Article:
Top 4 Reasons For Business Partner Disputes: How To Ensure You Choose The Right Business Partner

Top 4 Reasons For Business Partner Disputes: How To Ensure You Choose The Right Business Partner

One of the most critical decisions to make when starting a business is whether or not to partner with someone else. A good business partner can drive a company’s success and allow the business to grow further than perhaps one could as a sole proprietor on their own. But disputes can arise in even the most aligned of business partnerships. The experienced Tampa Bay business attorneys at Heller Law are here to highlight some of the most common types of disputes, to help entrepreneurs select the right business partners, properly prepare partnership agreements and run a company without unnecessary or preventable complications.

1. Misuse of Financial Revenue

Money is almost always at the crux of business disputes. If clear rules aren’t set beforehand as to exactly where and how a company’s profits should be spent, business partners can be tempted to spend “extra” funds on personal and/or frivolous items that either don’t provide for the most efficient use of a company’s resources, or that provide no benefit to the business in any way. Even when papers are signed and boundaries are set, disagreements can arise as to how funds should be managed.

It is essential that responsible business owners set rules in writing and that they are not be afraid to take legal action if a once trusted business partner breaks those rules. Money is always a touchy subject, but measures need to be taken to protect financial assets for the sake of the business’s success.

2. Intellectual Property Rights

It can be frustrating to keep a record of the origin of a good idea in the heat of a pressured business meeting, but poor records can come back to bite a business when it matters most. If the success of a certain intellectual property right begins to skyrocket, there is an increased risk that the ownership of said property will come into question by those wanting to take credit. Without sufficient records, answers to certain pivotal questions may be in dispute. Does the idea belong to the individual who brought it to fruition, or does it belong to the company itself? Does everyone involved remember who generated the idea, and is there proof?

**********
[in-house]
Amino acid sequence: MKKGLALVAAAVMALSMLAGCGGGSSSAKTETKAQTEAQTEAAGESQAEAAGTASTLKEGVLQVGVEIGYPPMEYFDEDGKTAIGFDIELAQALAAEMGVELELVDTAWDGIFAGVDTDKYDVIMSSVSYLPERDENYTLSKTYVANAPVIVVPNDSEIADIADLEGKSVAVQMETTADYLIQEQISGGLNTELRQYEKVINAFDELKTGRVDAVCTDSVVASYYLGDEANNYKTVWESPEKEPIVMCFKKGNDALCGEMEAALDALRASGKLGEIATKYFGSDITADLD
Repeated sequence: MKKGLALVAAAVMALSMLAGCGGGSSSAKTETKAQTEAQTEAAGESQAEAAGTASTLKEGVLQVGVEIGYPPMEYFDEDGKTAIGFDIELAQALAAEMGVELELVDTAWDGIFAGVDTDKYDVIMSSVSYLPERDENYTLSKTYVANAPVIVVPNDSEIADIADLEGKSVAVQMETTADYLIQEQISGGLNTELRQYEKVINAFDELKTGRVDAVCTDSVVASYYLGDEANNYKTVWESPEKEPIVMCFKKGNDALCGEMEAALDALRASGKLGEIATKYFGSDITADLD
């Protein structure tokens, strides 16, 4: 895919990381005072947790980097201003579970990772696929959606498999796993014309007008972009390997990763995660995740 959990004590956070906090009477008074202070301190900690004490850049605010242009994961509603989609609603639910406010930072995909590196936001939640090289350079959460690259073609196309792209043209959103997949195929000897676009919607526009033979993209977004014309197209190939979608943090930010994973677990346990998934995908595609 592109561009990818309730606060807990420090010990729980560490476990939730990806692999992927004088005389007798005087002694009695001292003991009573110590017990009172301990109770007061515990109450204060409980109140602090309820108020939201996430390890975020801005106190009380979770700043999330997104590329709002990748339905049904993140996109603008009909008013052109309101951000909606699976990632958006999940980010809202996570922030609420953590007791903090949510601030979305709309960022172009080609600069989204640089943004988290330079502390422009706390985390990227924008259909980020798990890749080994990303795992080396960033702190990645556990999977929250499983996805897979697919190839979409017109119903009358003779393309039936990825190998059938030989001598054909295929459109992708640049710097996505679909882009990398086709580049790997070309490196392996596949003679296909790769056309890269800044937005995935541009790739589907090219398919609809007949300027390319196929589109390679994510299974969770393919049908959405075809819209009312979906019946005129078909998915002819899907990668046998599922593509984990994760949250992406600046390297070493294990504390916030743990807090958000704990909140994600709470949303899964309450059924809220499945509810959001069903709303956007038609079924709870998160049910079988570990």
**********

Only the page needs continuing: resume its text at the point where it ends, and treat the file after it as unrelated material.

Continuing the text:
The business attorneys at Heller Law can help put in place proper documentation and agreements regarding intellectual property to help mitigate the potential for future disagreements.

3. Unclear Authoritative Roles

The idea of an equal business partner telling another partner what to do when can become upsetting, and result in long lasting relationship issues involving business ownership. It’s especially a problem if that same person makes important business decisions on their own without the other partner’s consent. It can also be frustrating when there is a perceived lack of respect from a partner regarding decision making, management and operations.. What can a business do to manage and prevent authority role disputes?

The business lawyers at Heller Law can help a business owners structure properly defined roles – or represent business owners in the event a partner violates agreed-upon processes.

4. Business Goal Complications

Co-owners of a business may not see eye-to-eye when it comes to the overall goal of the company. For a business to succeed, it’s important for everyone to be on the same page and strive toward common goals, but who gets to decide what those goals are? Ideally, this is something that should be decided early in the company’s fruition, but even then, it can be easy for partners to lose sight of things along the way or change their ideas of where the business should go.

How To Choose the Right Business Partner

To avoid many of these potential disputes, it can pay to be extra diligent in selecting who to help run a business. A business owner may need to let go of personal attachments to friends and family in order to find an appropriate individual who can actually help a venture move forward. Some points to consider include:

● Experience and skill set. Do the prospect actually have the knowledge and training to perform their duties?

● Responsibleness. Are they financially stable, practice good work ethics, and demonstrate proper respect?

● Ability to provide resources. What can they contribute to the company to accomplish the main business goals?

● A shared mindset. How well do they share the company’s vision and way of doing things?

● Omission of personal interference. Is this person able to remove their personal life from business operations for the sake of the company?

Need Advice on Finding a Business Partner?

For expert business consulting to handle business litigation, reach out to the professionals at Heller Law! Give our established Tampa Bay attorneys a call at (727) 828-6071 or shoot us an email to discuss getting your business on the right track.

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